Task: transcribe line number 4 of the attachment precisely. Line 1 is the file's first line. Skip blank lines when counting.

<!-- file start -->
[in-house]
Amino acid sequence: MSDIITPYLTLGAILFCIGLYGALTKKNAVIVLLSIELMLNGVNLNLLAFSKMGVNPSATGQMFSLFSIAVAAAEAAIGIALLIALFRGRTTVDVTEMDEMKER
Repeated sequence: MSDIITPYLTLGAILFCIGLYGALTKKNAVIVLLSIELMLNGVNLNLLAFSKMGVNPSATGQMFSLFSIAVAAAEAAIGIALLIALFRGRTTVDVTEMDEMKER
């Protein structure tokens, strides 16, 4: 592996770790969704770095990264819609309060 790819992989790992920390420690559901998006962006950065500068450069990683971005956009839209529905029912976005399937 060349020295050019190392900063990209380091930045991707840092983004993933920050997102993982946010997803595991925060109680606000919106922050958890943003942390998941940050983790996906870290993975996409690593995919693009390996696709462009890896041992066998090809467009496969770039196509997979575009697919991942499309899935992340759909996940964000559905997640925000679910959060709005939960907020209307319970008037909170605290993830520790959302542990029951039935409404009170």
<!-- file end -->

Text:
């Protein structure tokens, strides 16, 4: 592996770790969704770095990264819609309060 790819992989790992920390420690559901998006962006950065500068450069990683971005956009839209529905029912976005399937 060349020295050019190392900063990209380091930045991707840092983004993933920050997102993982946010997803595991925060109680606000919106922050958890943003942390998941940050983790996906870290993975996409690593995919693009390996696709462009890896041992066998090809467009496969770039196509997979575009697919991942499309899935992340759909996940964000559905997640925000679910959060709005939960907020209307319970008037909170605290993830520790959302542990029951039935409404009170």